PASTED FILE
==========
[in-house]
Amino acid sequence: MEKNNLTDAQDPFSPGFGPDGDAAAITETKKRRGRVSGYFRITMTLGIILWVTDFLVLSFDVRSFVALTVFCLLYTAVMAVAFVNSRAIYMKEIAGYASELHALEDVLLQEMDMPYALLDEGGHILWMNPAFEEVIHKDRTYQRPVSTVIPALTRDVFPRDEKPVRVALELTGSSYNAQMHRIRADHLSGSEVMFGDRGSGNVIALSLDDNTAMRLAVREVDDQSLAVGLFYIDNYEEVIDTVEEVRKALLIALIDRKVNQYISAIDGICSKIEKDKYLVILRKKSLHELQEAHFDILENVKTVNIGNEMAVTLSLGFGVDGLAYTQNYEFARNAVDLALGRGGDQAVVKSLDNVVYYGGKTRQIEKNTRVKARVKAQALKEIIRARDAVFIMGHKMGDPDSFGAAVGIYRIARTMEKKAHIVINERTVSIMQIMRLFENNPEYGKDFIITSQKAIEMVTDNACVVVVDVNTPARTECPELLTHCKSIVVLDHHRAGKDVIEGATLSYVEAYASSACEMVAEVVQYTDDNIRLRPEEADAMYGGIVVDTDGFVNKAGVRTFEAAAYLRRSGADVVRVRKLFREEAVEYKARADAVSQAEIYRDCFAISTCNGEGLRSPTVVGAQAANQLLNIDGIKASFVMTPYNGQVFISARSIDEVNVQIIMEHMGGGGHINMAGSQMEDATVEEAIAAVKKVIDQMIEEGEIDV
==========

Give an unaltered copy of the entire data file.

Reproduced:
[in-house]
Amino acid sequence: MEKNNLTDAQDPFSPGFGPDGDAAAITETKKRRGRVSGYFRITMTLGIILWVTDFLVLSFDVRSFVALTVFCLLYTAVMAVAFVNSRAIYMKEIAGYASELHALEDVLLQEMDMPYALLDEGGHILWMNPAFEEVIHKDRTYQRPVSTVIPALTRDVFPRDEKPVRVALELTGSSYNAQMHRIRADHLSGSEVMFGDRGSGNVIALSLDDNTAMRLAVREVDDQSLAVGLFYIDNYEEVIDTVEEVRKALLIALIDRKVNQYISAIDGICSKIEKDKYLVILRKKSLHELQEAHFDILENVKTVNIGNEMAVTLSLGFGVDGLAYTQNYEFARNAVDLALGRGGDQAVVKSLDNVVYYGGKTRQIEKNTRVKARVKAQALKEIIRARDAVFIMGHKMGDPDSFGAAVGIYRIARTMEKKAHIVINERTVSIMQIMRLFENNPEYGKDFIITSQKAIEMVTDNACVVVVDVNTPARTECPELLTHCKSIVVLDHHRAGKDVIEGATLSYVEAYASSACEMVAEVVQYTDDNIRLRPEEADAMYGGIVVDTDGFVNKAGVRTFEAAAYLRRSGADVVRVRKLFREEAVEYKARADAVSQAEIYRDCFAISTCNGEGLRSPTVVGAQAANQLLNIDGIKASFVMTPYNGQVFISARSIDEVNVQIIMEHMGGGGHINMAGSQMEDATVEEAIAAVKKVIDQMIEEGEIDV